WSPA who?

The World Society for the Protection of Animals (WSPA) has launched a rebranding in an attempt to stop confusion over the charities name and to increase awareness, globally.


Despite 50 years of charitable experience with animal protection, research involving nearly 6,800 people revealed fewer than 7% thought of the charity when asked to think of an animal protection organisation. The rebranding efforts consist of the charities name being changed to World Animal Protection.  International director of comms at World Animal Protection, Pippa Rodger said the purpose of the charity, which worked with consultancy Wolff Olins for the rebrand, was “not clear” and the acronym WSPA “was meaningless in many languages”. Rodger added, “World Animal Protection is clear, distinct and memorable. Changing the name to World Animal Protection brings our name in line with what we are trying to achieve – protecting the world’s animals.”

The aim of the rebranding is to create a clear and easily-understood strategy worldwide that allows people anywhere in the world to understand the charities core aims. The rebrand will roll out across the organisation’s 15 offices worldwide by the end of June.

0_414_0_http___offlinehbpl_hbpl_co_uk_galleries_ORP_WPA_picWhilst reading through the latest news this morning on, I found the article ‘The World Society for the Protection of Animals tackles “great confusion” with rebrand’ quite engaging; as I am a PR student who is interested in environmental charity work and campaigns. I personally think that the new name for the charity works a lot better and as the saying goes, it rolls of the tongue a lot better. I also like the logo change (pictured above) that incorporates the brands iconic orange colour but also introduces a compass style design that embeds the charities global strategies. The statistics mentioned above show the lack of awareness that people have of WSPA making it clear that change needed to happen. The new design gives a more confident and globally-appealing theme to the charity, making their presence within animal protection charities stronger and smarter. There are currently two separate websites running throughout the transition but World Animal Protection should be in full swing by the end of June.

Images found here

‘Degrading’ Pot Noodle Post

Whilst reading through the latest issue of PRWeek (6th September) it got me thinking about how much people love to complain. This thought was provoked by the article ‘Pot Noodle Facebook post banned by ASA’ written by Amy Sandiford-Watts. In short, Pot Noodle posted a photo to its Facebook page of a women half-naked provocatively posing alongside the ‘Bombay Bad Boy’ flavour Pot Noodle with the caption, ‘Phwarr is it me or is it getting hot in here? HOT OFF. Which one gets you hotter?’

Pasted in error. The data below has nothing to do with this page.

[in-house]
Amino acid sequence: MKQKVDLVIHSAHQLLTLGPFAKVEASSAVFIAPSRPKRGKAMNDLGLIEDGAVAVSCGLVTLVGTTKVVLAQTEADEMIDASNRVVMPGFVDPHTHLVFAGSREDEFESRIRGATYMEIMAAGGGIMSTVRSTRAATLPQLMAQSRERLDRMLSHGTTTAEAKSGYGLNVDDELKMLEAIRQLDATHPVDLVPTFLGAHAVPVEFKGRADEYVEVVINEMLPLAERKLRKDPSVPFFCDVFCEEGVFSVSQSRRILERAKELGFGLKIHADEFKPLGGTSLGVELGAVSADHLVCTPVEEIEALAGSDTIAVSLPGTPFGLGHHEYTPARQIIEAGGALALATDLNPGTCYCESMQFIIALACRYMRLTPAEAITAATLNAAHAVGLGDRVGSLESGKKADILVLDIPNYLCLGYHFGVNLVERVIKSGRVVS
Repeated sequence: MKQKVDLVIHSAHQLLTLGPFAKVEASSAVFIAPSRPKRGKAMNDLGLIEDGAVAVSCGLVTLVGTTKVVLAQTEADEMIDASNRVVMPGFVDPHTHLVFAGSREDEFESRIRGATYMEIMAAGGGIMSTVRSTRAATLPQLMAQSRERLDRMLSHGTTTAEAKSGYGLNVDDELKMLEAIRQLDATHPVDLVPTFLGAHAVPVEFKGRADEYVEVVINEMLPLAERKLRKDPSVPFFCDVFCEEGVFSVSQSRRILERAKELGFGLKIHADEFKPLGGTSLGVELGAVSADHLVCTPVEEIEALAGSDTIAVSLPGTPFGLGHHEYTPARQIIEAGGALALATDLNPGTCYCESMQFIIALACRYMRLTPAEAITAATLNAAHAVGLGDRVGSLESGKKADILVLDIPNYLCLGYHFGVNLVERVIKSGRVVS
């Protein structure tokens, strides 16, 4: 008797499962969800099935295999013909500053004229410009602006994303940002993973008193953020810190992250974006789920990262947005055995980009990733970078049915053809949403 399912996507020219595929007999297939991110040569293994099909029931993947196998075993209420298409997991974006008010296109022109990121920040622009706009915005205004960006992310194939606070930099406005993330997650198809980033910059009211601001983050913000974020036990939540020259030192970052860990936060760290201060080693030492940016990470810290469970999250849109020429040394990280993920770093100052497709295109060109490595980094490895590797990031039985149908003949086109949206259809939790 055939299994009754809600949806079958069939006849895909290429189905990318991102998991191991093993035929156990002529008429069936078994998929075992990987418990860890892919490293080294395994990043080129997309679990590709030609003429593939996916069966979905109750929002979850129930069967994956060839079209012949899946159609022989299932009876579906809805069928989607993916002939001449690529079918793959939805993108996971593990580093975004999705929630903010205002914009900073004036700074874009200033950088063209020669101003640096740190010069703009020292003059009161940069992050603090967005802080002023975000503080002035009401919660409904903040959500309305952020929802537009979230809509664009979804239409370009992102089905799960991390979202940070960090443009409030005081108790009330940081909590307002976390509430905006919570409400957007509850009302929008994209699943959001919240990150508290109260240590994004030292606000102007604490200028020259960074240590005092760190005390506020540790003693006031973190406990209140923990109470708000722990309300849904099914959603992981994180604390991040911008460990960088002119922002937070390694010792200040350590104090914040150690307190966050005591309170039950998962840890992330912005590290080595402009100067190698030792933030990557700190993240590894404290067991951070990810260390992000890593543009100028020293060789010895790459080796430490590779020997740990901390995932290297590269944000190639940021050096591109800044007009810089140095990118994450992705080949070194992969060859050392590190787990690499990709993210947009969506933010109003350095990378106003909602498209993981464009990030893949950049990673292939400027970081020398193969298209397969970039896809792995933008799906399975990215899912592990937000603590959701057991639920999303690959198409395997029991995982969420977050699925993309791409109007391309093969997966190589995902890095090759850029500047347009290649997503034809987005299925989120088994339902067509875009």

Pot Noodle Banned Image

After receiving complaints about the ‘degrading’ comparison between women and food products the ASA stated it was a ‘blunt comparrison’ and was ‘crass and degrading’, resulting in the post being banned. (However, just because the photo was banned from the Facebook page doesn’t mean it’s not still floating around on the internet for the likes of me to find.) My argument here isn’t that it wasn’t ‘degrading’ to women, on some level it is, but on a larger level it’s merely a cheeky innuendo which follows Pot Noodles standard tongue-in-cheek humorous approach.

Of course some people will be offended by it, but as degrading women in the media goes it’s really not that bigger deal (especially when compared to how women are objectified in the fashion and sport industries). And of course, I’m not saying that showing women off in the media is OK as long as it’s in small doses but that’s what sells, right? Sexiness, humour and the ability to get people talking. Unilever (owners of Pot Noodle) argued that it was a ‘lighthearted innuendo’ and that they ‘believed the word [hottie] would not cause widespread offence’. Objectifying women in the media, or men for that matter (I think we can all remember the Diet Cola advert), is wrong and causes strings and strings of backlash for both sexes, especially the younger generations but in my opinion this seems to be just a case of ‘moany-mouths’ finding any cheeky or controversial piece to have a whine about.

You can find the MediaWeek powered article in the latest edition of PRWeek. (Which, is sadly the last weekly printed edition as it’s gone digitial. HURRAY!)